• Join over 1.2 million students every month
  • Accelerate your learning by 29%
  • Unlimited access from just £6.99 per month

Consider how Dickens creates a scary atmosphere in this novel A Christmas Carol

Extracts from this document...

Introduction

Consider how Dickens creates a scary atmosphere in this novel 'A Christmas carol' 'A Christmas Carol' which took place in London, England during Christmas time around 1843, written by Charles Dickens. In the story of a Christmas carol a lot of focus is on supernatural beliefs. It was believed that in the Victorian Britain the dead would return to haunt who was still alive and that they would be unable to rest until they had relieved themselves from their sins. Fairies were also believed in and witches were also, in 1843 the popularity of ghosts made a perfect topic for Dickens novel. But in contrast house lighting was still extremely poor, therefore people found it much easier to believe in such paranormal activity as it would be straightforward to accept that ghosts existed because of the low light levels. In the story Dickens uses several words to create a ghostly atmosphere, by using specialist vocabulary and language. Setting the scene is extremely important for any story as it creates an image in the readers mind, as Dickens has done, At the beginning of the story he creates a gloomy atmosphere by using words such as "cold, bleak and biting" and also a scary atmosphere by his choice of different vocabulary for example "quite dark already" being dark makes the whole scene seem scary and "palpable brown air". ...read more.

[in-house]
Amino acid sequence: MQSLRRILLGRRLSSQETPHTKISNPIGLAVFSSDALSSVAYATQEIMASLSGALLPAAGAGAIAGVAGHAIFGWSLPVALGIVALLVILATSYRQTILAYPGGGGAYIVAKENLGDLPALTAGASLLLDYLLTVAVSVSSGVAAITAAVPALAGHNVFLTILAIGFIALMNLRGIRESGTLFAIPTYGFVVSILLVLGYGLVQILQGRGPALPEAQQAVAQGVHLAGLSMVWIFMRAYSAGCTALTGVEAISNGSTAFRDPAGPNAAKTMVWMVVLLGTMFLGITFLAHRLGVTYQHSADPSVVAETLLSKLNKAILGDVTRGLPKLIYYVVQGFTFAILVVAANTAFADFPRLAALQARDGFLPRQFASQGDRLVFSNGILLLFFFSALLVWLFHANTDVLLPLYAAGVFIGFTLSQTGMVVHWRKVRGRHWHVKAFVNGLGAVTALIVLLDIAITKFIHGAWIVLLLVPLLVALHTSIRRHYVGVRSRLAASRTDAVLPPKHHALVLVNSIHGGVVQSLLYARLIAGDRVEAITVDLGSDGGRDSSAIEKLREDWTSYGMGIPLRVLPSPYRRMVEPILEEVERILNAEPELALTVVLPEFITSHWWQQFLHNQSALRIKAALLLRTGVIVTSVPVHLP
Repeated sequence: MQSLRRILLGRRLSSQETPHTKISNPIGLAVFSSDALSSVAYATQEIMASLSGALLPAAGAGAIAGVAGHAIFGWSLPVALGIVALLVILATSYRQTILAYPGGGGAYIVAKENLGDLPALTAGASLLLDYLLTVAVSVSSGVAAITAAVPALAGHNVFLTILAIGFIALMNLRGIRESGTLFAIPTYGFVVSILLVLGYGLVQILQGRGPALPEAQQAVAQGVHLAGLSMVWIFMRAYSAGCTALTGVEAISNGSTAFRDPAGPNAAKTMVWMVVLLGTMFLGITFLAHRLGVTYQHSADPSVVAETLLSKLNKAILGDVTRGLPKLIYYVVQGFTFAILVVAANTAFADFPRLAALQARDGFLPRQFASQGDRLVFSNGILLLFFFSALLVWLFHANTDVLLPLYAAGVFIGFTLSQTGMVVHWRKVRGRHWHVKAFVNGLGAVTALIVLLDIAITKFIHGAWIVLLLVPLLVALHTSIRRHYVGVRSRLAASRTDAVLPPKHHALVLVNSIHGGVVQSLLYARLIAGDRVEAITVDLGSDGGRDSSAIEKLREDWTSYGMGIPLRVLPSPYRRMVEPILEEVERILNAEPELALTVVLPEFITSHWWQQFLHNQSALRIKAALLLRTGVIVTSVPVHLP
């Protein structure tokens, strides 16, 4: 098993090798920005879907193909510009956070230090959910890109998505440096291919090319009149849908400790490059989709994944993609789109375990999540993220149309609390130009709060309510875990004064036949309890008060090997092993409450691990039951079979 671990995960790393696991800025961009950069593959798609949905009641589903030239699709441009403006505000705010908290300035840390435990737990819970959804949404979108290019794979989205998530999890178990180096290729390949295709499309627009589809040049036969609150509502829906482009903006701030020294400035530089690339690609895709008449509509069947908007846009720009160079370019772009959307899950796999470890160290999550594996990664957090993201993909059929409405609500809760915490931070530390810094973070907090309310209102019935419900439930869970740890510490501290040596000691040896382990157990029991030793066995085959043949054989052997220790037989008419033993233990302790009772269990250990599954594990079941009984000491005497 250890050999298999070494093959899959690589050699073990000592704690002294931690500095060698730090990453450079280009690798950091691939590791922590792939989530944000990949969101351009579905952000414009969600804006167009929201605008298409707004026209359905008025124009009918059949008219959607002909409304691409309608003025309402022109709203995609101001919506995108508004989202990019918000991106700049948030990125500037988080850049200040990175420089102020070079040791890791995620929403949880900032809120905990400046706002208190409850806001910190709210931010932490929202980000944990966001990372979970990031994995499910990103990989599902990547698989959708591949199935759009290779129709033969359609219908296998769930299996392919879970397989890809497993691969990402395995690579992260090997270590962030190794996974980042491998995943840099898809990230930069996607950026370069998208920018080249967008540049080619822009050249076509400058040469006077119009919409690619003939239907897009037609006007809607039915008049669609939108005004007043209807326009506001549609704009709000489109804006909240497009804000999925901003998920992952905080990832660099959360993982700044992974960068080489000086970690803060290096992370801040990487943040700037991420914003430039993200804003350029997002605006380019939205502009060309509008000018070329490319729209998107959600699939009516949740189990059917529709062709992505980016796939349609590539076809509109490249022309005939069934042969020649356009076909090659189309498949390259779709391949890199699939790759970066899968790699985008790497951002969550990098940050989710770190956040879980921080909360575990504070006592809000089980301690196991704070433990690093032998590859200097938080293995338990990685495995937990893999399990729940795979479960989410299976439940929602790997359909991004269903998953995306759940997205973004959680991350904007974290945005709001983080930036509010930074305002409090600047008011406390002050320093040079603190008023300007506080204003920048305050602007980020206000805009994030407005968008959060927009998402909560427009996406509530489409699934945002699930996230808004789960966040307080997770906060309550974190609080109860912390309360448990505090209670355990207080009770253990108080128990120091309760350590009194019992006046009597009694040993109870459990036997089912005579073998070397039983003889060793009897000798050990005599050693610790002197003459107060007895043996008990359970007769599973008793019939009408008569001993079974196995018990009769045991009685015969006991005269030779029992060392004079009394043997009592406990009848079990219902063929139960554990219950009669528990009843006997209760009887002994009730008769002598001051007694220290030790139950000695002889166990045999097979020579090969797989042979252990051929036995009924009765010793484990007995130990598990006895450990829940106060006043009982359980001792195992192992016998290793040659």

Middle

other bell in the began to ring in the house lasting for about half a minute to a minute, the bell rang like a clanking noise sounding as thought something was being dragged by a chain, this definitely creates a scary atmosphere in the story as the bells began as just one ring to all the bells in the house ended up ringing getting louder and louder and not knowing why this is happening and who is involved in what is taking places. He describes Marley's ghost as being the same as he remembered, recognising him instantly. Scrooge focused on what he was wearing and how his hair looked very deeply "in his pigtail, usual waistcoat, tights, and boots; the tassels on the latter bristling" showing that he was very curious of how he looked and showed that the ghost was very well dressed in a traditional way and was still obviously extremely cautious of him and also that his tail was made up of "cash-boxes, keys, padlocks, ledgers, deeds, and heavy purses wrought in steel" This is trying to tell scrooge ho the ghost is being weighed down with money, and that all of his life scrooge has been caring only about money and the tail being made up of all this objects represents that he has been preoccupied by money and nothing else. ...read more.